The Words of Cutlery You Should Know

You will find here a small glossary of the technical terms used to define the different parts of the knife, words commonly used in cutlery to help you in reading our pages.

The lexicon of the knife is listed in alphabetical order.


Automatic: Mechanical system that automatically opens the blade of a folding knife by pressing a button, without intervening on the blade.

Sharpening: Maintain the cutting edge (wire) of the knife blade so that it cuts.

Sharpen: Create the angle of the blade to end at the cutting edge, that is to say, create the grind.

Sharpen: Refine the cutting angle to create the edge on a grinded blade.

Steel: Metal alloy consisting mainly of  iron and  carbon (between 0.02% and 2% by mass for carbon).


A-link: Fastener generally located at the end of the handle, it can be a massive ring connected to the spring or to the rear bolster or a hole in the handle which allows a lace to pass through to hang your knife.


Blade edge: Sharp part of a knife or other sharp object.

Bolster: Metal part located at the beginning or at the end of the handle intended to reinforce the solidity of this one or to make it more aesthetic.

Brut de forge: Blackened blade coming out of the forge fire with marks on the surface caused by hammer blows. Some knives keep this raw state in order to obtain a rustic appearance.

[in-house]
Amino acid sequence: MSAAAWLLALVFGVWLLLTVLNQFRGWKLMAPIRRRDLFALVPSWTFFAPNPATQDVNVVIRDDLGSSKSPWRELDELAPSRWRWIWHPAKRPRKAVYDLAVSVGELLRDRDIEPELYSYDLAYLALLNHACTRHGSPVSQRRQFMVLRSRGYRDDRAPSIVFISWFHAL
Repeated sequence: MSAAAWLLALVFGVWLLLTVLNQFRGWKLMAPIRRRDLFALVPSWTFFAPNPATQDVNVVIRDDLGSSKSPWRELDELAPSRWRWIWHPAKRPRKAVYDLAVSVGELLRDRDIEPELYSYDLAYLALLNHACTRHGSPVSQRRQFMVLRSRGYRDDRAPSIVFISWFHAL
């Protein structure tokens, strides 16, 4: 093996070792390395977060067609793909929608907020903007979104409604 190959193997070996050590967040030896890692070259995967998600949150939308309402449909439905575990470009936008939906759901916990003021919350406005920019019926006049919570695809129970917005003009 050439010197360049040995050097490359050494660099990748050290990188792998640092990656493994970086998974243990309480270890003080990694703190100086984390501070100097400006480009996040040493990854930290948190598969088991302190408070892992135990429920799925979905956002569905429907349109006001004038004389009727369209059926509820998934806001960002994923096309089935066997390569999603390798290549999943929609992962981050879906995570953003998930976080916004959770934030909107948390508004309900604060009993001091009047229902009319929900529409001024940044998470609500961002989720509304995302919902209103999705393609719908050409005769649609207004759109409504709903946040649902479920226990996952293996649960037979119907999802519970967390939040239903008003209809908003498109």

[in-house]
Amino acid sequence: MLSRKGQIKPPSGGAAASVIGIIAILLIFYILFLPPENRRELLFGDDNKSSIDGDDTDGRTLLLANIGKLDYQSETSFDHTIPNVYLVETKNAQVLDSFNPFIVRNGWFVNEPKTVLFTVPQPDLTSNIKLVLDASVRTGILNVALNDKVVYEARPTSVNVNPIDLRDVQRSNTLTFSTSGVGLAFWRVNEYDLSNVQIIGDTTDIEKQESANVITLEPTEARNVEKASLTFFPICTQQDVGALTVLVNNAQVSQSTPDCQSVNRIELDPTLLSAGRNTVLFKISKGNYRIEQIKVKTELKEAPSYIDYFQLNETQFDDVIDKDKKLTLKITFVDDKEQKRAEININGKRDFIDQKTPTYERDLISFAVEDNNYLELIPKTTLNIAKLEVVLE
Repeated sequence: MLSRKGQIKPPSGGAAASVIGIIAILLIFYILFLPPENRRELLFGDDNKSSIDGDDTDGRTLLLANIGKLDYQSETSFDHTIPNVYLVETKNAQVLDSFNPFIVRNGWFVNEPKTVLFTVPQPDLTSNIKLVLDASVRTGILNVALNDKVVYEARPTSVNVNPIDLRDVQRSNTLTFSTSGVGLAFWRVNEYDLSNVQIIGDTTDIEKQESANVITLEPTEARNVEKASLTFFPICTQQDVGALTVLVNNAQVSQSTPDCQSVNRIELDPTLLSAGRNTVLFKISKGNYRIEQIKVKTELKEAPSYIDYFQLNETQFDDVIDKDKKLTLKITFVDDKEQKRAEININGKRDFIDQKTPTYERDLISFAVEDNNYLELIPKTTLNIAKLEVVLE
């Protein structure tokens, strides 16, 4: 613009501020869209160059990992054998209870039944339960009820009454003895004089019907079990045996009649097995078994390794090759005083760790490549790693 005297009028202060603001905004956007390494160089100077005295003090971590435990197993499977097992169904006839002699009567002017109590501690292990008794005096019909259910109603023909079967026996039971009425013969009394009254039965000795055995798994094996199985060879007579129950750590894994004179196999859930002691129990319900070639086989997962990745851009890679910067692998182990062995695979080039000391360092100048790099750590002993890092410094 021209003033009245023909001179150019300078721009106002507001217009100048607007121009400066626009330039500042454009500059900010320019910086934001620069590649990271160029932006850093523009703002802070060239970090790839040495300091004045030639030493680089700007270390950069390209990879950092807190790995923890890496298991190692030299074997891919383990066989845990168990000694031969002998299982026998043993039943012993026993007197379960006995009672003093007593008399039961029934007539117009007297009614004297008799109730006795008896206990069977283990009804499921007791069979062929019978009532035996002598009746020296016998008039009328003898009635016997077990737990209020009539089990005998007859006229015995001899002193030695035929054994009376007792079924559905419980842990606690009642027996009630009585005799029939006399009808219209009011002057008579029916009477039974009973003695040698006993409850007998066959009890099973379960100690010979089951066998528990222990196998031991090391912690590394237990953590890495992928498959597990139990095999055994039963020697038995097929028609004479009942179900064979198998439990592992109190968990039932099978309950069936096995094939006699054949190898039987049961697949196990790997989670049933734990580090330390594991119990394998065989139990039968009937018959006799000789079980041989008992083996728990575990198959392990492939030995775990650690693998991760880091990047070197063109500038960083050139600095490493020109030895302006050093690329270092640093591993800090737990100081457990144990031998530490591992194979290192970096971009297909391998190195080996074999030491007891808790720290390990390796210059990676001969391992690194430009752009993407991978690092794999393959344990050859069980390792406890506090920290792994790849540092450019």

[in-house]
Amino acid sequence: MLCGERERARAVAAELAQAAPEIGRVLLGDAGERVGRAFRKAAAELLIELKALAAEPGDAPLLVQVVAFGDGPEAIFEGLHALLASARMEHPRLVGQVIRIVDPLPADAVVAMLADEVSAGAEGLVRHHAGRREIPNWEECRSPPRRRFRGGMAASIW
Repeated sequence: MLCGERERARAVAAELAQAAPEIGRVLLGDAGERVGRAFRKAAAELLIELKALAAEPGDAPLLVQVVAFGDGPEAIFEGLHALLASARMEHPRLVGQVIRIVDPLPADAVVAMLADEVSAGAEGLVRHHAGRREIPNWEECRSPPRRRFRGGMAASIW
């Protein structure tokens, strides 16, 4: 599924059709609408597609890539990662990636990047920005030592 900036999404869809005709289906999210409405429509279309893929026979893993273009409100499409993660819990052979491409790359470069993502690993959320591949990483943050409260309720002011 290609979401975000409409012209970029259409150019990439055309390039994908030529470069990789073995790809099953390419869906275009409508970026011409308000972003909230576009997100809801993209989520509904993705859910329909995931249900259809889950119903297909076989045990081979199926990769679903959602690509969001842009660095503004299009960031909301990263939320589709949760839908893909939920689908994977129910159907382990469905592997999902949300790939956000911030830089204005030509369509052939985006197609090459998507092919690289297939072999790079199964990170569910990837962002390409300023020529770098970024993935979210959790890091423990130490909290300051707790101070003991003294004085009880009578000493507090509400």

Carbon: Chemical element associated with iron which makes up the alloy called steel. Its role is essential because it allows the ability to quench and increases the tensile and wear resistance. The higher the carbon content, the more the resistance of the steel can be increased by heat treatment, the blade is then more efficient and the sharpening easier.

Carbon fiber: Extremely strong and lightweight composite material composed of fine woven carbon fibers. This material is used for the handles of some knives.


Damascus: High quality steel composed of a large number of layers, about a hundred, which are folded, welded and forged together. This very old technique makes it possible to obtain a very good quality of cut and a longevity in use. Damascus blades are recognizable by the damask pattern, they are very popular with cutlery lovers.


Entablure: Line of demarcation on the blade located between the grind and the heel of the blade. It is formed naturally during grinding.


False edge: Part of the blade located opposite the edge, on the back of the blade. The false edge is not sharp.

Fly: Metal part located on the head of the spring, it can be welded in series or forged and be integral with the spring. Often associated with the fly of the Laguiole knife represented by a bee, it can take identity forms such as Corsica on the Vendetta Zuria.

Full-handle: The handle of the knife is completely made of the same material, it is mounted without bolster, neither front nor rear.


Grinding: Part of the blade that is refined by sharpening it to form the edge of the knife. There are different types of grind such as flat grind (V), concave grind, convex grind and chisel grind.

Guard: Part between the handle and the blade to protect the hand and prevent it from slipping on the blade.

Guillochage: Carving work often done using a file to work the metal and decorate it by creating patterns. This operation is generally carried out on the non-sharp metal parts of the knife such as the back, the heel and the plates.